[0011] In some embodiments, the predetermined protein biomarker staining criteria is a staining intensity threshold. In some embodiments, the staining intensity threshold is a cutoff value for the presence of membrane staining. In some embodiments, the predetermined biomarker staining criteria is an expression score computed for a cell. In some embodiments, the genetic aberration is an abnormal gene copy number. In some embodiments, the abnormal gene copy number is a copy number which is greater than a normal copy number for the gene. In some embodiments, the genetic aberration is a chromosomal abnormality. In some embodiments, the genetic aberration is RNA overexpression.

[0012] In another aspect of the present disclosure is a method of assessing genetic aberrations in images of biological samples stained for the presence of at least one nucleic acid biomarker comprising: detecting cells in a first image stained for the presence of at least one protein biomarker that meet predetermined protein biomarker staining criteria; deriving tumor tissue regions in the first image encompassing those identified cells meeting the predetermined protein biomarker staining criteria; registering the first image and a second image to a common coordinate system such that the derived tumor tissue regions in the first image are mapped to the second image to provide mapped tissue regions, wherein the second image includes signals corresponding to the presence of the at least one nucleic acid biomarker; identifying dots within the mapped tissue regions corresponding to signals from the at least one nucleic acid biomarker; and assessing whether tumor nuclei in the mapped tissue regions in the second image have genetic aberrations based on the identified dots corresponding to the signals from the at least one nucleic acid biomarker. In some embodiments, the genetic aberration is RNA overexpression. In some embodiments, the genetic aberration is an abnormal gene copy number. In some embodiments, the abnormal gene copy number is a copy number which is greater than a normal copy number for the gene.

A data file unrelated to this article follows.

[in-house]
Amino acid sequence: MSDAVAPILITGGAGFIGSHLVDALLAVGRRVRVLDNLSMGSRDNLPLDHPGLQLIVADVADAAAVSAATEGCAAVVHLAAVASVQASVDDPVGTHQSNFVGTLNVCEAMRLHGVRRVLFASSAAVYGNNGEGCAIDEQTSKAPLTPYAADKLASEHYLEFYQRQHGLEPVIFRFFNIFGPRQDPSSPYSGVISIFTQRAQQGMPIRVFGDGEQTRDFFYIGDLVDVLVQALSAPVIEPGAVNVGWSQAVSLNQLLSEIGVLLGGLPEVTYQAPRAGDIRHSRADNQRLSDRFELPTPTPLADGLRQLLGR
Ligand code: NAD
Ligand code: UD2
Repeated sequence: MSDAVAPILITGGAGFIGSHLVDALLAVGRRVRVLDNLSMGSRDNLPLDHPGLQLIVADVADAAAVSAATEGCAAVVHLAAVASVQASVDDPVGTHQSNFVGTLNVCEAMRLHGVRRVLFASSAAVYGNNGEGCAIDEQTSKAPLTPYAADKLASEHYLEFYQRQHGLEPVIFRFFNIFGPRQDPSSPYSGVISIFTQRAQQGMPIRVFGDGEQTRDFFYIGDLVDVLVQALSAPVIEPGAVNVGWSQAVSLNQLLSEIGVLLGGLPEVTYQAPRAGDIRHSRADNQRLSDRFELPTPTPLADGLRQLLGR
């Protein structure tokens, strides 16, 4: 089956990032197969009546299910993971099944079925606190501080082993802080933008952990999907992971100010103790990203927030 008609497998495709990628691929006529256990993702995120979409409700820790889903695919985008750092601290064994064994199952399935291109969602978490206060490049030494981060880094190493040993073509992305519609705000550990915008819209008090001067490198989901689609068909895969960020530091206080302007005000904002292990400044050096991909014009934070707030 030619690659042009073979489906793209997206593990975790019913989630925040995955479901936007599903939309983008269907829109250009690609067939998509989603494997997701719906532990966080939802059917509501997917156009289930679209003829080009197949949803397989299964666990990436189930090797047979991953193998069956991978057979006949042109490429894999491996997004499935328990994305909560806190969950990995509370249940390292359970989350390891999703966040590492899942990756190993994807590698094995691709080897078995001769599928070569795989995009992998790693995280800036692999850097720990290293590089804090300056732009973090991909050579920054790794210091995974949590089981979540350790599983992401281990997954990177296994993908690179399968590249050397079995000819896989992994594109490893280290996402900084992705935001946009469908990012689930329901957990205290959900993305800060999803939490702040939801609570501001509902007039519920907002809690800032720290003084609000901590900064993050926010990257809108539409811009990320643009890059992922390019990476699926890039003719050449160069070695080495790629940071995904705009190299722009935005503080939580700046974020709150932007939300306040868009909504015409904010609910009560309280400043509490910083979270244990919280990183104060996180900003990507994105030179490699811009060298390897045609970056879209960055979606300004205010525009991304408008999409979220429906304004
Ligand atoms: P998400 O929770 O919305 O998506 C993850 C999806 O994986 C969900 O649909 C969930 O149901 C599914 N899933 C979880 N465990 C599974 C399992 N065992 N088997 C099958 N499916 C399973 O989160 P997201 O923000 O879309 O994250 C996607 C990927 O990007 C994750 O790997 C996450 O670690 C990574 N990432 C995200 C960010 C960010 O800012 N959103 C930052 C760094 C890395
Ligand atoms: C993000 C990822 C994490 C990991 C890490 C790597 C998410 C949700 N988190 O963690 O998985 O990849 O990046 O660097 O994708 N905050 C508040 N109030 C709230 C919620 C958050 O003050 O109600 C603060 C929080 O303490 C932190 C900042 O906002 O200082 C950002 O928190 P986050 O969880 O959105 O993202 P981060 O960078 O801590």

[0013] In some embodiments, the tumor nuclei are assessed for genetic aberrations by: (i) for each nucleus, calculating a ratio of identified dots corresponding to signals from a first nucleic acid biomarker to identified dots corresponding to signals from a second nucleic acid biomarker; and (ii) comparing the calculated ratio for each nucleus to a predetermined threshold value. In some embodiments, the method further comprises assigning a first indicia to those tumor nuclei where the calculated ratio is above the predetermined threshold value and assigning a second indicia to those tumor nuclei where the calculated ratio is equal to or below the predetermined threshold value. In some embodiments, the method further comprises generating an overlay image based on the assigned first and second indicia. In some embodiments, the method further comprises a binned histogram plot of the calculated ratios for all identified nuclei. In some embodiments, the method further comprises ranking assessed tumor nuclei according to the calculated ratios for each nucleus.